In 2007, Short found himself in the thick of a four-rider battle for the AMA Motocross Championship. Langston, Tim Ferry and Mike Alessi were in the hunt as well, and Shorty staked a claim with a first moto win at the first-ever Freestone National in Texas. But he crashed while leading moto two. Langston was the one who stepped up under the pressure to claim the title—the same way Stanton would have.
With the confidence of a win now in hand, where can Short go from here?
Garth Milan photo
But here’s the difference between a guy like Stanton and a guy like Short. Stanton developed such a rude rep in his racing days that he eventually ran a butt patch that said “Mr. Mean.” Today, Stanton is a cool, funny guy, but he admits he wasn’t funny or cool when he raced—he couldn’t focus on kicking people’s ass and be friendly at the same time. He had to change his persona to win races and titles. In Stanton’s prime, he had to deal with super talents like Jean-Michel Bayle and Damon Bradshaw, guys who were as fast and innovative as could be. But, while he was racing them, you never once heard Stanton utter the magic words “They are faster than I am.” It didn’t matter what the lap times said, he couldn’t let his guard down like that.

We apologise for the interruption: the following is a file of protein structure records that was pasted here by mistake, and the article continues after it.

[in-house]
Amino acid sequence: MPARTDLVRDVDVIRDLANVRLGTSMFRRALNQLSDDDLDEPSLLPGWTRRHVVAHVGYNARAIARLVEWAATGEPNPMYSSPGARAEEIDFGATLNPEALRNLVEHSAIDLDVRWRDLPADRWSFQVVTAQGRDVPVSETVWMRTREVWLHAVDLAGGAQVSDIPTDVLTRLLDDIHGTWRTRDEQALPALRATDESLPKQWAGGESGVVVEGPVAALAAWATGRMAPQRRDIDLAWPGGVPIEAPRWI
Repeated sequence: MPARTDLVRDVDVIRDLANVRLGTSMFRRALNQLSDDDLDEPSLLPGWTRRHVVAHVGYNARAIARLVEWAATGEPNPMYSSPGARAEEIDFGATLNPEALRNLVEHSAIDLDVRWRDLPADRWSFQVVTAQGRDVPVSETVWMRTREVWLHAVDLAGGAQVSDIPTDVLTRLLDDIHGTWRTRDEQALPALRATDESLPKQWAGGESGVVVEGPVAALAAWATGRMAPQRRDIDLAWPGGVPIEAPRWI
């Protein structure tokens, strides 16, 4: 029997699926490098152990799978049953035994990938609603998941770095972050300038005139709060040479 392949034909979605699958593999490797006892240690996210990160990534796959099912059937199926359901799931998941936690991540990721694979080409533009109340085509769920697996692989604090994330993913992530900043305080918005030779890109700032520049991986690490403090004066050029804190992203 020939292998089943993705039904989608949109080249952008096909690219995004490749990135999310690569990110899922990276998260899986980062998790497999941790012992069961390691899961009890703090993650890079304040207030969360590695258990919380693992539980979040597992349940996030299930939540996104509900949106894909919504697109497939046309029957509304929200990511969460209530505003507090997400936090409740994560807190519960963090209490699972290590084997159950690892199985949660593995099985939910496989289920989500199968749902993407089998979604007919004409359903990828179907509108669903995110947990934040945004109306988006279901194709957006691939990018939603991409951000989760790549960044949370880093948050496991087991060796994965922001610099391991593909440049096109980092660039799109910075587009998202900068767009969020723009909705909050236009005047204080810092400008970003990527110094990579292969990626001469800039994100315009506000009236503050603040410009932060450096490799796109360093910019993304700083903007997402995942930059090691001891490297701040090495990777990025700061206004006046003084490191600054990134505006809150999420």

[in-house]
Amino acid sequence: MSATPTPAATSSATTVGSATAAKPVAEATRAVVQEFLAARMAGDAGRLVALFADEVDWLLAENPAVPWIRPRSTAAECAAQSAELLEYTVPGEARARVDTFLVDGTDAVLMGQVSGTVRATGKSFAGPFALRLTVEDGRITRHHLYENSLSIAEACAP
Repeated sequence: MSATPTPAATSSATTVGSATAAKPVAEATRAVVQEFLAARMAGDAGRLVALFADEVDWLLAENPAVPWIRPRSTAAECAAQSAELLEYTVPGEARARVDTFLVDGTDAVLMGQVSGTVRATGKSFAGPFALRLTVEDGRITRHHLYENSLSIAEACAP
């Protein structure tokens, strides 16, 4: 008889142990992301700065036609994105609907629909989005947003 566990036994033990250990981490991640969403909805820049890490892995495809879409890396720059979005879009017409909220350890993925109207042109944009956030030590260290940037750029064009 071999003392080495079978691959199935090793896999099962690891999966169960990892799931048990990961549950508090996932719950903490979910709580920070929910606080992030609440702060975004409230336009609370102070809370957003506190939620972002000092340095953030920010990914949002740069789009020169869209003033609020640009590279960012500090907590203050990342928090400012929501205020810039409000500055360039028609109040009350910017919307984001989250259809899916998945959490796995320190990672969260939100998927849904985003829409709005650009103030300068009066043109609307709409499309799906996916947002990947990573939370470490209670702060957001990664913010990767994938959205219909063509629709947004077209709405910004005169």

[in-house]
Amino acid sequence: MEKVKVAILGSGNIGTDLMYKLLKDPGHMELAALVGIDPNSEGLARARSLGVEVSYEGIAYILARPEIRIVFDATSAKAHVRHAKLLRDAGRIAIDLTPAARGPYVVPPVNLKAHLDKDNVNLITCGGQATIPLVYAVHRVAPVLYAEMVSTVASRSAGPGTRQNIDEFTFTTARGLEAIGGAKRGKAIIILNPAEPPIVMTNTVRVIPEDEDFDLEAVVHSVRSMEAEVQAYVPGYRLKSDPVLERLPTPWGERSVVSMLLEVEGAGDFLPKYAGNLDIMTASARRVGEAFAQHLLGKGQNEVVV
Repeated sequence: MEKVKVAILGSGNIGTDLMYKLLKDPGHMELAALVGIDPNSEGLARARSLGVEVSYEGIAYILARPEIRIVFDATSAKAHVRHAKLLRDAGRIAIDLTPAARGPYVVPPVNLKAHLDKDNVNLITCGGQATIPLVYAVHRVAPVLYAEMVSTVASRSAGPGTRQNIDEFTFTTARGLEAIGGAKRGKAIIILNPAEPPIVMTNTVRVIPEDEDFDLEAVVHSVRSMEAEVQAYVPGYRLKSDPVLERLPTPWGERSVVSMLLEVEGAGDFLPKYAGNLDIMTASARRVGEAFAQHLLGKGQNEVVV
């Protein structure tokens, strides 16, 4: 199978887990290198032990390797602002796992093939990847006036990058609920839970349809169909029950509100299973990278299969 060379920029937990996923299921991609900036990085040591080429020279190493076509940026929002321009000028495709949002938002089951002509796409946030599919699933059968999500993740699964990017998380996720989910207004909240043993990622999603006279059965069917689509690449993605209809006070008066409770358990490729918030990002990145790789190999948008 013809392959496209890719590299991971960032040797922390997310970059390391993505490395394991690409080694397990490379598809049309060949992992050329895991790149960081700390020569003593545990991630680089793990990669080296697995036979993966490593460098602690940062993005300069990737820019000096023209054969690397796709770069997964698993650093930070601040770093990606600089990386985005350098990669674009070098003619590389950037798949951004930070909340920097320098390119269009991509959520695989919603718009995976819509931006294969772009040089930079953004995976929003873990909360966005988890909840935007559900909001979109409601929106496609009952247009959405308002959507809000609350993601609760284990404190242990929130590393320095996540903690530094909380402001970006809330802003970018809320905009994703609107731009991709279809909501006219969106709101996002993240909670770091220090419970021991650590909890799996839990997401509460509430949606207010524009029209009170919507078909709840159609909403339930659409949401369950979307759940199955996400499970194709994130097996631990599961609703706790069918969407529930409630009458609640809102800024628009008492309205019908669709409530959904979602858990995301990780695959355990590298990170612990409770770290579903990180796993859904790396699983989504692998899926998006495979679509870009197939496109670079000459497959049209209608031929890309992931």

Shorty isn’t afraid of saying it. He’s said it before and he’ll say it again, and he’ll keep working to try to erase that gap, but until he really does, he won’t pretend that he did.
Shorty doesn’t change. He’s the same humble guy I talked to on the phone for a magazine story 10 years ago, and he’ll be the same guy 10 years from now. Heck, he’ll probably still be on the bike and training in 2022, because that’s what he likes. Some riders ride and train and do this because they have to, because it has become their job, because their parents pushed them, because they have an unrealistic view of their own potential and an unrealistic belief that someday they’ll finally live up to that. Or, they do it because they don’t know what else to do. But Shorty does this only because he wants to. And that’s the tie that binds a rider like Andrew Short to the 99 percent of us who also love dirt bike racing—there are no mental games, no smoke and no mirrors. He’s here only because he loves it. That’s something we can all relate to.